Forsyth County, Georgia v. Nationalist Movement 505 U.S. 123 (1992)
FORSYTH COUNTY, GEORGIA V. NATIONALIST MOVEMENT 505 U.S. 123 (1992)
Forsyth County, Georgia had described itself as "the whitest county in America," and when some ninety civil rights demonstrators staged a march, about 400 counterdemonstrators broke up the march, throwing rocks and bottles. The next weekend the civil rights marchers returned, 20,000 strong, protected from 1,000 opponents (including members of the Ku Klux Klan and the Nationalist Movement) by 3,000 police officers and National Guardsmen. The protection cost $670,000, a small part of which was paid by the county. The county commissioners then adopted an ordinance requiring a permit for parading, conditioned on a permit fee of up to $1,000, depending on the expense incident to maintaining public order. Two years later the Nationalist Movement sought a permit to hold its own march on the birthday of martin luther king, jr. The county demanded a permit fee of $100, based not on anticipated costs of policing but on the cost of ten hours of administrative work. In the previous year such fees had ranged from $5 (for the Girl Scouts) to $100 (for the Nationalist Movement). The Movement sued to enjoin the county from imposing the fee, lost in the District Court, but won in the U.S. Court of Appeals. The Supreme Court affirmed, 5–4. jr. the county demanded a permit fee of $100, based not on anticipated costs of policing but on the cost of ten hours of administrative work. in the previous year such fees had ranged from $5 (for the girl scouts) to $100 (for the nationalist movement). the movement sued to enjoin the county from imposing the fee, lost in the district court, but won in the u.s. court of appeals. the supreme court affirmed, 5–4.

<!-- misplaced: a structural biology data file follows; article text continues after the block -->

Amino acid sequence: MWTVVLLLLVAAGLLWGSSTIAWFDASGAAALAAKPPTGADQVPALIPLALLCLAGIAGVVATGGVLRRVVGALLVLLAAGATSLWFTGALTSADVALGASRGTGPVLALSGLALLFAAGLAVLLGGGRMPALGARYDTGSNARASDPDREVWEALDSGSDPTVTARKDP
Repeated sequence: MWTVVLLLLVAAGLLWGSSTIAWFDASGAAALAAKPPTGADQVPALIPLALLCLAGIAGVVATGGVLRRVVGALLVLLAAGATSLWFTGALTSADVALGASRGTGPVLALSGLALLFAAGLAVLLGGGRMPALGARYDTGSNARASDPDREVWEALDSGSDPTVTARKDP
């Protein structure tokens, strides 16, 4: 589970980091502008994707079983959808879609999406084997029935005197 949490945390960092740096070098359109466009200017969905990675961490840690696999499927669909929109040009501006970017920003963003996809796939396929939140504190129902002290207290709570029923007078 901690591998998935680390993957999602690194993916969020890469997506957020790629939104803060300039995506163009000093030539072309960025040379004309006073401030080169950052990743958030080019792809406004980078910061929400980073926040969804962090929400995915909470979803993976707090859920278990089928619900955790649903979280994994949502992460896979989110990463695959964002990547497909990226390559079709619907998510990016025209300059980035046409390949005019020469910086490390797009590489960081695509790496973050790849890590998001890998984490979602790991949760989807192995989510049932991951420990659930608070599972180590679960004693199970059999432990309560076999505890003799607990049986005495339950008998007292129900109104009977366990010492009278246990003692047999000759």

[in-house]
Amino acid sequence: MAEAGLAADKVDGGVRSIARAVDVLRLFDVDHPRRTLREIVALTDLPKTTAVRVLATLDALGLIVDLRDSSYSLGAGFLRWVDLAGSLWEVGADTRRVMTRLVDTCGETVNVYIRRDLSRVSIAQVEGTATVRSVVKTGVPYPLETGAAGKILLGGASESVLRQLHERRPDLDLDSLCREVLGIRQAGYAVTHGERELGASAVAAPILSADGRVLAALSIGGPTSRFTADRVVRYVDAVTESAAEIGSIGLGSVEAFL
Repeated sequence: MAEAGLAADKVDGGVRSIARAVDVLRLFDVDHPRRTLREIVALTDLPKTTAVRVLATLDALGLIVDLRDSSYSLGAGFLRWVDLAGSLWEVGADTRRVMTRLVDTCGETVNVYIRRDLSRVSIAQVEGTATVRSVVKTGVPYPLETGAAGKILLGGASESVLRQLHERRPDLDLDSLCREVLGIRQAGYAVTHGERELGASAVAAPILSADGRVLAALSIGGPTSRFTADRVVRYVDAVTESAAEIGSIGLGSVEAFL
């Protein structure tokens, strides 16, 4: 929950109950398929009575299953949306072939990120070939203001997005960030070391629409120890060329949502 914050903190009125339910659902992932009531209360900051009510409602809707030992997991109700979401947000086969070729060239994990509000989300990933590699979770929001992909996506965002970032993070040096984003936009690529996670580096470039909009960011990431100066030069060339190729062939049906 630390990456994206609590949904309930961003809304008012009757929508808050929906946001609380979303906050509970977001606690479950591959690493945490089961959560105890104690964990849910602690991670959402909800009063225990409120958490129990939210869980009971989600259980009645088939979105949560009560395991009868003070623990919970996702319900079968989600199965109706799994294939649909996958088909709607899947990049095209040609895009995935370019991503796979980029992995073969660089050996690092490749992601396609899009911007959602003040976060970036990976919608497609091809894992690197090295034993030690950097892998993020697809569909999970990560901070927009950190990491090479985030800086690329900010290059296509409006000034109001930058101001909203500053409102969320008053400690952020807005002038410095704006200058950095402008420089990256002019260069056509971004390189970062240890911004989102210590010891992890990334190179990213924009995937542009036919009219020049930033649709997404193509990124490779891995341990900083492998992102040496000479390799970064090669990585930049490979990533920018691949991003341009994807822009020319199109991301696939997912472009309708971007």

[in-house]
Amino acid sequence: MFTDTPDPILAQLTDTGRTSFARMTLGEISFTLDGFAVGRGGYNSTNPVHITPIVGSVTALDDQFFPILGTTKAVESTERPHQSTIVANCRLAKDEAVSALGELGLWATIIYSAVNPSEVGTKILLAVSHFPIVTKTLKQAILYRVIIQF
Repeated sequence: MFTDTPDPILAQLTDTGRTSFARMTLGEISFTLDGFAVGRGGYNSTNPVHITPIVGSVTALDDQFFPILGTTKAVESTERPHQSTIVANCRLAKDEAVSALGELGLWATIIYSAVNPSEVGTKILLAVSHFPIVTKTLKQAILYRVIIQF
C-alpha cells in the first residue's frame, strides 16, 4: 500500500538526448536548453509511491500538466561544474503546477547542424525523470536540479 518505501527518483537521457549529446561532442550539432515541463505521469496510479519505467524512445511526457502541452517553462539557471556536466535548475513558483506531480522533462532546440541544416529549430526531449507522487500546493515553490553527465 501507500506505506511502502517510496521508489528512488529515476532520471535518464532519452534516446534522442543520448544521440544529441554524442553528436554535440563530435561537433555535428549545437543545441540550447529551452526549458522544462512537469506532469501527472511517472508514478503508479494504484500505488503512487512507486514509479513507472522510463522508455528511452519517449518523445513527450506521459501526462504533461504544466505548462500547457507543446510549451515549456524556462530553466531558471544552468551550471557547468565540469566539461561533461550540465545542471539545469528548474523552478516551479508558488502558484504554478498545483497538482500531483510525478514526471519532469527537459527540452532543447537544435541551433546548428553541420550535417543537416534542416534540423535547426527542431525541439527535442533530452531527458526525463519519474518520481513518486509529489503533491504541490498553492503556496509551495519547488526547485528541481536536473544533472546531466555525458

For the majority, Justice harry a. blackmun concluded that the ordinance was invalid because it gave "standardless discretion" to the licensing official, whose decision was unreviewable. Such a power carried the risk that the official might vary the fee according to his like or dislike for the parade's message content, or his anticipation of the degree of hostility to that content. Chief Justice william h. rehnquist, for the dissenting Justices, would have upheld the ordinance against a facial attack on the basis of
cox v. new hampshire (1941), and would withhold judicial intervention until the ordinance was given a message-content-based application.
Kenneth L. Karst
(see also: Freedom of Speech.)